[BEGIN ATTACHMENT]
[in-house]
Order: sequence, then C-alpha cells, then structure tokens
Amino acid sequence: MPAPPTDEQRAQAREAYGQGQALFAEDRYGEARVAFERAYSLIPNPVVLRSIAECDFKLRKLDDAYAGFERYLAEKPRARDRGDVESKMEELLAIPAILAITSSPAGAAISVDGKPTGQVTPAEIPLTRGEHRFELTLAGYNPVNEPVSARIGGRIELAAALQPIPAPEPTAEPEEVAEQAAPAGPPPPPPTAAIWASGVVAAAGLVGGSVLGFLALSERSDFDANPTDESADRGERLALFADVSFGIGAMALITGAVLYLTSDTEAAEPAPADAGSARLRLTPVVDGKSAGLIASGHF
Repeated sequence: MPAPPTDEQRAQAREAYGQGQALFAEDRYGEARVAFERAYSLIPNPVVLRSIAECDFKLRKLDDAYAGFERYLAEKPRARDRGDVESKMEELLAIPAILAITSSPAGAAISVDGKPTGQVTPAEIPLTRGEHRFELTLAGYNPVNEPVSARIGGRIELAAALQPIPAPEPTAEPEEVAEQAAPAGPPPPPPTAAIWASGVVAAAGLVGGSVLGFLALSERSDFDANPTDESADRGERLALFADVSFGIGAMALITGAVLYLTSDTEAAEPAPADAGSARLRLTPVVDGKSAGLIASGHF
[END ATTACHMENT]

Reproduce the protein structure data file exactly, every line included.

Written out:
[in-house]
Order: sequence, then C-alpha cells, then structure tokens
Amino acid sequence: MPAPPTDEQRAQAREAYGQGQALFAEDRYGEARVAFERAYSLIPNPVVLRSIAECDFKLRKLDDAYAGFERYLAEKPRARDRGDVESKMEELLAIPAILAITSSPAGAAISVDGKPTGQVTPAEIPLTRGEHRFELTLAGYNPVNEPVSARIGGRIELAAALQPIPAPEPTAEPEEVAEQAAPAGPPPPPPTAAIWASGVVAAAGLVGGSVLGFLALSERSDFDANPTDESADRGERLALFADVSFGIGAMALITGAVLYLTSDTEAAEPAPADAGSARLRLTPVVDGKSAGLIASGHF
Repeated sequence: MPAPPTDEQRAQAREAYGQGQALFAEDRYGEARVAFERAYSLIPNPVVLRSIAECDFKLRKLDDAYAGFERYLAEKPRARDRGDVESKMEELLAIPAILAITSSPAGAAISVDGKPTGQVTPAEIPLTRGEHRFELTLAGYNPVNEPVSARIGGRIELAAALQPIPAPEPTAEPEEVAEQAAPAGPPPPPPTAAIWASGVVAAAGLVGGSVLGFLALSERSDFDANPTDESADRGERLALFADVSFGIGAMALITGAVLYLTSDTEAAEPAPADAGSARLRLTPVVDGKSAGLIASGHF